Even with all of that, Wisconsin still had a chance to tie the game when they tried for a 2 point conversion after Ball’s 4 yard TD run with 2 minutes left in the game. Tight end Jacob Pederson was open in the end zone but Tolzien’s pass was batted down at the line by TCU linebacker Tank Carder, who had been a thorn in the Badgers’ side all game. Sure, maybe Tolzien should have lofted the ball but you have to give the defense credit for making a play when it was most needed. In the end, that’s something that eluded Wisconsin for most of the game and was ultimately their undoing.
So it’s now left to the Green Bay Packers to try and salvage a measure of redemption for this football season in Wisconsin. The Packers renew their rivalry with the Chicago Bears at Lambeau Field this afternoon with a NFC Wild Card playoff spot at stake.
The weather at this time of year in these parts makes it imperative that the Packers get some kind of contribution from their running game. Last week, the Packers ran Dmitri Nance effectively early in the game but then he seemed to be the forgotten man later as they gave more carries to Brandon Jackson and John Kuhn scored two touchdowns.
Ever since starter Ryan Grant went down at the start of the season, the Packers have used a mix and match approach to their running attack. Jackson supposedly is the feature back but in essence the Packers don’t really have one. Nance was given a chance earlier in the season, but then sat down for a few weeks. James Starks helped for a couple of games but then was inactive last week and may be today as well.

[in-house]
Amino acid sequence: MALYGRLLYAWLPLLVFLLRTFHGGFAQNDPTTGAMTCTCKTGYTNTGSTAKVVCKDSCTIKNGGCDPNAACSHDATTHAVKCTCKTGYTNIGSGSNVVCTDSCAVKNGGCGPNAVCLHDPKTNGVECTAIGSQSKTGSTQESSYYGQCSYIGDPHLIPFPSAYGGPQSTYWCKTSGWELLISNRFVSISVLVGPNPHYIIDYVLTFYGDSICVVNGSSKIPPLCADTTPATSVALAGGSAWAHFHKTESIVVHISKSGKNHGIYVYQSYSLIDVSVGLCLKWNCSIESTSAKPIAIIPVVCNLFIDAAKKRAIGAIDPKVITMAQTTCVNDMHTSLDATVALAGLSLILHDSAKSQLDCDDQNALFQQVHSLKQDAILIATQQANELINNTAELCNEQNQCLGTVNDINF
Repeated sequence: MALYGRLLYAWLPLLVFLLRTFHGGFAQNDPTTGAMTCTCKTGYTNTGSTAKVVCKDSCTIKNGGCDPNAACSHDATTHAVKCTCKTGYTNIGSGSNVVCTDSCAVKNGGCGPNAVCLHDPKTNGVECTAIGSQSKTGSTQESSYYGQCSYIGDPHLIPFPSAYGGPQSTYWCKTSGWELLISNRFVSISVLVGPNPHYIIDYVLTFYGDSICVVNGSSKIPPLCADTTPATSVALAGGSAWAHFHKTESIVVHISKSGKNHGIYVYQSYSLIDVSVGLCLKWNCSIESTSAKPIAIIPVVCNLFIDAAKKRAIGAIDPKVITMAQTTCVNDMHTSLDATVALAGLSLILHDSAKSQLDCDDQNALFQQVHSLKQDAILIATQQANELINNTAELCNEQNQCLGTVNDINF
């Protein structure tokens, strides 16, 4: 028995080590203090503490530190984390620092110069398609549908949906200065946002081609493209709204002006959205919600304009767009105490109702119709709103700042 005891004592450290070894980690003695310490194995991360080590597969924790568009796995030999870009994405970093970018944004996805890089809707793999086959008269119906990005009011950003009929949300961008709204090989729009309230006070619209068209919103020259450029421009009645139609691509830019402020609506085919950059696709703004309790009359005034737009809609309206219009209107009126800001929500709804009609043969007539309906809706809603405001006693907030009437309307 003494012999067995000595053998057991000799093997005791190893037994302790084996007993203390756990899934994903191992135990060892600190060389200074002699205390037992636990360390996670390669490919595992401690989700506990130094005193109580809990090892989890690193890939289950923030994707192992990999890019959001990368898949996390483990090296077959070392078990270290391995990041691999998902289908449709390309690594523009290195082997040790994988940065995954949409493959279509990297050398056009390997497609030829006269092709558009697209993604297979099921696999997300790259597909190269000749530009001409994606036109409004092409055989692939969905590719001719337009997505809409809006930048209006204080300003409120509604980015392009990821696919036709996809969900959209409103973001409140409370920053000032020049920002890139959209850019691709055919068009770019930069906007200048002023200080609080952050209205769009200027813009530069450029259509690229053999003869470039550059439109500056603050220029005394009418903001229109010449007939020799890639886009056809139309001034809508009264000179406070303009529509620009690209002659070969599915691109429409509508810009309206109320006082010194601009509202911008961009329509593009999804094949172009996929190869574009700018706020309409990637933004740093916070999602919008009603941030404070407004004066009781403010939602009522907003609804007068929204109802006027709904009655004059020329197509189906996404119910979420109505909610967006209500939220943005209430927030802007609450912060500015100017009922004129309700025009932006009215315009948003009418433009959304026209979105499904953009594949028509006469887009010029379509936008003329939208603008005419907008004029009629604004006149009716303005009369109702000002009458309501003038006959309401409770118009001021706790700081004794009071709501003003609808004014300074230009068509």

All of the lineup shuffling got me to considering whether the running back by committee concept parallels the situation that the Packers experienced with their offensive line a year ago. The team continually tried different combinations along the line to little effect last season and it wasn’t until Mark Tauscher was installed at right tackle that the roster was set and they began to play more effectively.
The point is that I believe the Packers would be better served by establishing a regular rotation for their backs as they go forward. Offensive coordinator Joe Philbin logically says that the coaching staff tries to put their players in position to take advantage of their strengths but there appears to be no clearly defined pattern in how the team deploys its backs. It has to be hard for any of the backs to get into any kind of rhythm when they’re in and out of the lineup. I simply wonder if the effort to get them all involved comes at a cost to the overall product.
Just some food for thought as the Packers head into the most important game of their season…………